Rutherford Birchard Hayes Essay

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Rutherford Birchard Hayes, the nineteenth president of the United States of America had many profound accomplishments before setting out on the campaign trail in 1876. Rutherford was born on October 4, 1822 in Delaware, Ohio, by his mother Sophia who had lost her husband, Rutherford’s father ten weeks earlier. Rutherford grew up in a house full of love and faith, which helped to smooth the rough times of growing up without a father, as well as losing two siblings. Rutherford earned the nickname “Rud” as he was growing up in Delaware, unable to play and socialize with other kids his age until he was seven years old due to his frail and unstable health in early years. With Rud couped up around the Hayes household for many of his early years,…show more content…
Rud’s closeness with his sister became a large contribution to Rutherford diving in to legal and political pursuits, as she always wanted him to pursue a career in law or politics which she admired, but was unable to…show more content…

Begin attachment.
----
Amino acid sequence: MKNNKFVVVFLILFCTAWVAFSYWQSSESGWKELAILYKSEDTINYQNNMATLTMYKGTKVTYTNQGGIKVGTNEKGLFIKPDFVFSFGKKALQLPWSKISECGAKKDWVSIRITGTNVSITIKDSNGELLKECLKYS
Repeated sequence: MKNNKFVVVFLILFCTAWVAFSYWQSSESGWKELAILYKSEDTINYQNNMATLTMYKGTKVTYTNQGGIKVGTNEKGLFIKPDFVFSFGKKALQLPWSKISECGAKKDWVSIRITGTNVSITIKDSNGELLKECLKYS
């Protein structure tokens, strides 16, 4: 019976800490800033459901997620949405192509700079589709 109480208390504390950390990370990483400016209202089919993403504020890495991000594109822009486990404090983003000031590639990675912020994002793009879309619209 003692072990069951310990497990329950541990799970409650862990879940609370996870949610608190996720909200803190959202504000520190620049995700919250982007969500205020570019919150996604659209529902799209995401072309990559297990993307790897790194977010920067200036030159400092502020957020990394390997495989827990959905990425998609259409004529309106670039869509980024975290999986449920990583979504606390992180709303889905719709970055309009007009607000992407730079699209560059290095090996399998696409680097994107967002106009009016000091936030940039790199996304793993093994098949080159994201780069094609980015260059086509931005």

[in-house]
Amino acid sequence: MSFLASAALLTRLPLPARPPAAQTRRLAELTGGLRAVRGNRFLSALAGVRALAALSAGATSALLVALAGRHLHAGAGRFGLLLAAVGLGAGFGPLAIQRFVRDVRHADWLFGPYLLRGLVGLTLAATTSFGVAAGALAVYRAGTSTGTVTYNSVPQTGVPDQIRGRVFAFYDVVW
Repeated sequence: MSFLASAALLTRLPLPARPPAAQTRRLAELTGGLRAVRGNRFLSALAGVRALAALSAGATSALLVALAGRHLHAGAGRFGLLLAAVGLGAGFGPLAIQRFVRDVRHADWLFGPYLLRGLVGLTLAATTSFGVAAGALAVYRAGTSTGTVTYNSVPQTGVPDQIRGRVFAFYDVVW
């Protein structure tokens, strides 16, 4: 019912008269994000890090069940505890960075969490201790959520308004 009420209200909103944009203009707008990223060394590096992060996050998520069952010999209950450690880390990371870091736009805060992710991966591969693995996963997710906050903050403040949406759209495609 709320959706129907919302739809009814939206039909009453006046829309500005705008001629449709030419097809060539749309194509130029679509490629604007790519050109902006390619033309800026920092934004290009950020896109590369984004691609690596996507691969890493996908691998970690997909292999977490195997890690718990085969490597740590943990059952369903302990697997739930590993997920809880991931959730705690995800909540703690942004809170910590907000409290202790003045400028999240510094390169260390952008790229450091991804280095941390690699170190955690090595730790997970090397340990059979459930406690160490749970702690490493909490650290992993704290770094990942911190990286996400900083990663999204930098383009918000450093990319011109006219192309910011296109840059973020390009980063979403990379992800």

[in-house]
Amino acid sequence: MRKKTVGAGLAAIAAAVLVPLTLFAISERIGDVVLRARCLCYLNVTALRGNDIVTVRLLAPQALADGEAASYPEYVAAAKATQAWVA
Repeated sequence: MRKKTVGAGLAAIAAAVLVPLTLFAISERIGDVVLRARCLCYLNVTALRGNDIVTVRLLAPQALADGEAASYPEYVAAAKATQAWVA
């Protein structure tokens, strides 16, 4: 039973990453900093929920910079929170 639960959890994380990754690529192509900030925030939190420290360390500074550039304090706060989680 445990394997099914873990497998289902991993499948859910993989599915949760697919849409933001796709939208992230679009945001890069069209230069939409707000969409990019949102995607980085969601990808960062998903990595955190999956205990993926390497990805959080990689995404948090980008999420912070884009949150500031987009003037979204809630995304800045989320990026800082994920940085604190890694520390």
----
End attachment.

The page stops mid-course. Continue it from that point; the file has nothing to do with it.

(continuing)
Rutherford attended multiple schools ranging from a public school in Deleware to a private institution in Connecticut. In 1842 Rutherford graduated from Kenyon College as the valedictorian of his class, deciding to then pursue a legal career at Harvard Law School where he graduated in 1845 with a Bachelor of Laws degree. Hayes represented minorities and societies outcasts in criminal cases, which helped him to emerge as a successful lawyer in Cincinnati. In December, 1852, Hayes married Lucy Webb who was from Delaware as well, and similarly to Rutherford, she had lost her father at an early age. After marriage, Hayes returned to his work, and began to defend runaway slaves and other cases involving slaves. Hayes considered himself against slavery, but thought that abolitionists were often times too radical and extreme to accomplish much. In March of 1856 Rutherford’s sister Fanny passed away, leaving Rutherford very upset as he had lost his childhood best friend. The attack on Fort Sumter in 1861 angered Hayes fiercely, pushing him to become determined to help his country in one way or another. Hayes stated upon entering the Ohio 23rd Volunteers “I would prefer to go into it if I knew I was to die . . . than to live through and after it without taking any part in it.”

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